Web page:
Thursday, October 04, 2007

Photo courtesy of Ride Junkie

The 2007 Vermont 50

This race is as popular as David Hasselhoff in Germany, and the reason why is probably just as inexplicable. Why do 800 bikers (never mind the totally psychotic trail runners) sit, glued to their computers in late may, waiting to sign up for this grueling grind through the hills of Vermont? It’s hard to get in, it fills up in minutes, it’s not cheap, the start time is downright sadistic, and whether you finish in four and a half hours or eight hours it is a brutal race.
Andy Sanidas and I drove up Saturday afternoon, got our packets, and did a little pre-ride of the first few miles. Trying to figure out how to stay in contact with the front group on our silly one speeded machines during the three mile downhill mass start . After that I set out for Waitsfield to crash at my buddies Jeff and Jen’s house. It’s another hour and a half north of Ascutney, I realized that this was a pretty boneheaded plan…I’d be getting up at 3:30 at the latest, excellent. Getting up…that’s what you do when you actually fall asleep at all, I did not sleep, I maybe got a couple winks in, not sure what my problem was. At 3Am I couldn’t take it anymore so I got out of bed and made coffee and breakfast. Much like last year I decided that if sleep were total crap at the very least I would get a good meal in and digest before the start.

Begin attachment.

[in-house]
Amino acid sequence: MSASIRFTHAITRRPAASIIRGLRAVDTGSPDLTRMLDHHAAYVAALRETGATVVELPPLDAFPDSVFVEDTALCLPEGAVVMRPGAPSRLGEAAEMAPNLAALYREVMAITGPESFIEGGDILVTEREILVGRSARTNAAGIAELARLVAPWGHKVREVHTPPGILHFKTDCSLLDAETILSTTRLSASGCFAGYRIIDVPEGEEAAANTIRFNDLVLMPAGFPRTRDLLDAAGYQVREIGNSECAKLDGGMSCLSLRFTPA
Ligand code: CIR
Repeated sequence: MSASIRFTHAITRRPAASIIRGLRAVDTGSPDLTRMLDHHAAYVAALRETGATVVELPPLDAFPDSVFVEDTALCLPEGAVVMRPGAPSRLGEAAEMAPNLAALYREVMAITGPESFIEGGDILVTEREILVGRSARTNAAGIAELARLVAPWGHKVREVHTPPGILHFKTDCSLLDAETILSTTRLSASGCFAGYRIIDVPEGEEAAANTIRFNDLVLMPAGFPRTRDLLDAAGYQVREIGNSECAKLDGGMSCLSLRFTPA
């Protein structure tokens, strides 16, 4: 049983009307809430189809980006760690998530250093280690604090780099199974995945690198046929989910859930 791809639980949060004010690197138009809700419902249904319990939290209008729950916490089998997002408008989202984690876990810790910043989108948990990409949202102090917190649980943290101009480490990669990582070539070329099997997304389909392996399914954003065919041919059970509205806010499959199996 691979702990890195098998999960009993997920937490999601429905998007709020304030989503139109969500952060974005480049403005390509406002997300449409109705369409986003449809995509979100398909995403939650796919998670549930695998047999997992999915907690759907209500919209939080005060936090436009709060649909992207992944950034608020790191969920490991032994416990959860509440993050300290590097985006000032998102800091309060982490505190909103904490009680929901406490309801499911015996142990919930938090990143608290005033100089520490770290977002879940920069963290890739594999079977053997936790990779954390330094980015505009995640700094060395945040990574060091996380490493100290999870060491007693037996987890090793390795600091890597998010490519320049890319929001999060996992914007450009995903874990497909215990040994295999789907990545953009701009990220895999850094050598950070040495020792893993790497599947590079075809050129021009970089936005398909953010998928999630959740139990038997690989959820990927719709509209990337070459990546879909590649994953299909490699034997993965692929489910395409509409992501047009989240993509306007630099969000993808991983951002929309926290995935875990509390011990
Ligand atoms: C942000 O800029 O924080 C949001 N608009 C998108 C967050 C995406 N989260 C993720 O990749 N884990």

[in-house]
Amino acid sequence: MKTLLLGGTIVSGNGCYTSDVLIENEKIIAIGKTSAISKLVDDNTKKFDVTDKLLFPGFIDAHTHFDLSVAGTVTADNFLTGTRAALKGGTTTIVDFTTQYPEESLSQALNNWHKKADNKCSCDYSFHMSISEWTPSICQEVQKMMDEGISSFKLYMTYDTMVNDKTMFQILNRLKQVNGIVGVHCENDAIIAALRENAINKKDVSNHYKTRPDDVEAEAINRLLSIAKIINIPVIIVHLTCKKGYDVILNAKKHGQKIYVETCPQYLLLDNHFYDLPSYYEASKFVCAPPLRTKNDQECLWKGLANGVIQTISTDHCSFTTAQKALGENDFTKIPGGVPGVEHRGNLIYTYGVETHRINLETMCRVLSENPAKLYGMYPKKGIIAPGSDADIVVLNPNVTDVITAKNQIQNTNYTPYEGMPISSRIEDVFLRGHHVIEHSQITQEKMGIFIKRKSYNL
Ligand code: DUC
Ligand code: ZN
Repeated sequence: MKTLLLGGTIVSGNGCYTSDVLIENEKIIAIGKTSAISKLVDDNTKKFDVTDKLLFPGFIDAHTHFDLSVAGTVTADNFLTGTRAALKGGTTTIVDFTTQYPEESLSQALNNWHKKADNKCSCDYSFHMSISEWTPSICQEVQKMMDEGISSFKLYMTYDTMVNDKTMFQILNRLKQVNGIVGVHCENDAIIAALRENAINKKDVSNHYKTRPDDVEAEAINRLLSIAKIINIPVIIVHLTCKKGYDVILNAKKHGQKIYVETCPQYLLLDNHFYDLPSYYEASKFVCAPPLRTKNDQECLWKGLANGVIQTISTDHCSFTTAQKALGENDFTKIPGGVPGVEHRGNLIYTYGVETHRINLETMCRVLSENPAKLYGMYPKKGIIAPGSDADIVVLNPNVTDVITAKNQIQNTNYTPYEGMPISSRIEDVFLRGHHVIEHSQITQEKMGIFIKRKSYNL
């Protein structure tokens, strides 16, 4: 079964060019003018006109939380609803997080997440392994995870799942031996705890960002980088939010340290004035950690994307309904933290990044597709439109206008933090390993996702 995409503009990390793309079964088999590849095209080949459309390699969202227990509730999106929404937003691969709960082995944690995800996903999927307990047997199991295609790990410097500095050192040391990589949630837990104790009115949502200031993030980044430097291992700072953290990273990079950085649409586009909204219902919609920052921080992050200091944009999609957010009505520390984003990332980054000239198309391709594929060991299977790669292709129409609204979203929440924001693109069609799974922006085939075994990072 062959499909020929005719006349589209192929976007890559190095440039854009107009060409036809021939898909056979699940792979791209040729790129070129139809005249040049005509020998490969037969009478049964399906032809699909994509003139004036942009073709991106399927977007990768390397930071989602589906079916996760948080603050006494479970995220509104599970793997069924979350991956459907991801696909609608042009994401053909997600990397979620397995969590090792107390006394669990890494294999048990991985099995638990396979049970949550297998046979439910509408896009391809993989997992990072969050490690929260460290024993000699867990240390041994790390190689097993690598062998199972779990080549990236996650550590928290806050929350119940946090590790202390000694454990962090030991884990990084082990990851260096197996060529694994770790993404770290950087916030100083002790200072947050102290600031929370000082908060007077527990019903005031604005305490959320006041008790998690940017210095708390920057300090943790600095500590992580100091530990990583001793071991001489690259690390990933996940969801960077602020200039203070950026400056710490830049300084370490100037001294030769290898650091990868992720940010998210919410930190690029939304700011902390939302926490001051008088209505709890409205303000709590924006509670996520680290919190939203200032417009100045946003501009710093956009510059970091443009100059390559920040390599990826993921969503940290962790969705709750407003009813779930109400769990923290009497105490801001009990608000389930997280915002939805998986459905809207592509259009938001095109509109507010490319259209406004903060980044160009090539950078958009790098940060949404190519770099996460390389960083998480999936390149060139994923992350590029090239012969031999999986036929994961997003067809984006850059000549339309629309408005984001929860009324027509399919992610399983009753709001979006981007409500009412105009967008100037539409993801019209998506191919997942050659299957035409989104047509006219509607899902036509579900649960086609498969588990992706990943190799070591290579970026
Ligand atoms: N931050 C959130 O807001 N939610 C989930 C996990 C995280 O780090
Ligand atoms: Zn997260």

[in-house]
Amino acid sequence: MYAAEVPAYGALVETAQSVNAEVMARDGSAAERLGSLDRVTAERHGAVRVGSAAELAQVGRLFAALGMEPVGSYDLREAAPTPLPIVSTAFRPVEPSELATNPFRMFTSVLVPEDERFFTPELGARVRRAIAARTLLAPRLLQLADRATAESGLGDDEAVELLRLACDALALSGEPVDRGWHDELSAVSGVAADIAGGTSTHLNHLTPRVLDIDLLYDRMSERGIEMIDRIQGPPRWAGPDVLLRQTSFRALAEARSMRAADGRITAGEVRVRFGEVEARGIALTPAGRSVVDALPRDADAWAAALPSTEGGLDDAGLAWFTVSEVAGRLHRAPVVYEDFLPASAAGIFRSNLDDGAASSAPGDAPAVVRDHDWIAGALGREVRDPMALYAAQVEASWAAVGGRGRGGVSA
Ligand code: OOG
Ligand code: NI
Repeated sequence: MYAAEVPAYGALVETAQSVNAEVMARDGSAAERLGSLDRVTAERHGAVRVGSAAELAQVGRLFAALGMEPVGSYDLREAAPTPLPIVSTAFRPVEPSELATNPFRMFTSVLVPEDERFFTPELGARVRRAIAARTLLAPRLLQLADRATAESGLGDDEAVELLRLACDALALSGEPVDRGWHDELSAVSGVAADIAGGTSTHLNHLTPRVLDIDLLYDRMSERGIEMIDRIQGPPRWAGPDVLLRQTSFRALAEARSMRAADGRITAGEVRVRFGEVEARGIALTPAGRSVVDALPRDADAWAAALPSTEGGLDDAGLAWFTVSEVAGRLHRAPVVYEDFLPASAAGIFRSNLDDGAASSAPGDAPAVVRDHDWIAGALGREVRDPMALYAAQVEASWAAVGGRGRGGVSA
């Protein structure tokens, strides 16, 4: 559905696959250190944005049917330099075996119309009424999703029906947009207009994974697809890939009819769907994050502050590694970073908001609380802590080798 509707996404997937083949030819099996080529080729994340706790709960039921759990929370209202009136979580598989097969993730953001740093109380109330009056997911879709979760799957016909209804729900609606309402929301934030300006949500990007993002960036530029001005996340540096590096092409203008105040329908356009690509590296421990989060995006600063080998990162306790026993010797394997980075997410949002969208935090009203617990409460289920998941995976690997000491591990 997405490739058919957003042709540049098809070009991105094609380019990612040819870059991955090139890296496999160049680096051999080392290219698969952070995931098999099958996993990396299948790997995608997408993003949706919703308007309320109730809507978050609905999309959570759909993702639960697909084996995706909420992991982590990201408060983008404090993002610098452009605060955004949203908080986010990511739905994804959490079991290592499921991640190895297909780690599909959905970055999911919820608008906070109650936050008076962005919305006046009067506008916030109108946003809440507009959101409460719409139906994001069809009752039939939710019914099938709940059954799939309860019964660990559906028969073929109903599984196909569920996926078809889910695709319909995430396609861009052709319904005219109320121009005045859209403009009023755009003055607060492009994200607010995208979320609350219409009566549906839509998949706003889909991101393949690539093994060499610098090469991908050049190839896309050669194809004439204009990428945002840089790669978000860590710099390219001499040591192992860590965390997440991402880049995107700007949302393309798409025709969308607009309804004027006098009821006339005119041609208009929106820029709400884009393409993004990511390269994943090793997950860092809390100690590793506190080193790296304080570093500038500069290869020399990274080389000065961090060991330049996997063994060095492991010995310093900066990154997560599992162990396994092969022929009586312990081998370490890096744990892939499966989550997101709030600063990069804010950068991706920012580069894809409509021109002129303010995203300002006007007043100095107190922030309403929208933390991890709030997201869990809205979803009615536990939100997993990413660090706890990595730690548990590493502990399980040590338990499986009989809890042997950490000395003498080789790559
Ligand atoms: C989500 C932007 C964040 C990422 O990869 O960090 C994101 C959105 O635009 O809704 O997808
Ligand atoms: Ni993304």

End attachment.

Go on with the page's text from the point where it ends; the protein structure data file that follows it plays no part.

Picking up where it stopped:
The forecast called for 32° which would have made the start interesting but when I went out to load the car it already in the forties, not a crystal of frost on the grass. Three cups of coffee and two rice and egg burritos later and Jeff and I were on out on the pitch black rural Vermont roads, me doing the best to follow the taillights of Jeff’s SAAB through the morning fog. When we got down to Ascutney I found some alterations had been made to my Rig. Andy, Greg, and Brad had adorned it with some accessories, including a hammer which fell off as I moved the bike. It was 5AM and I’d already dropped the hammer…great.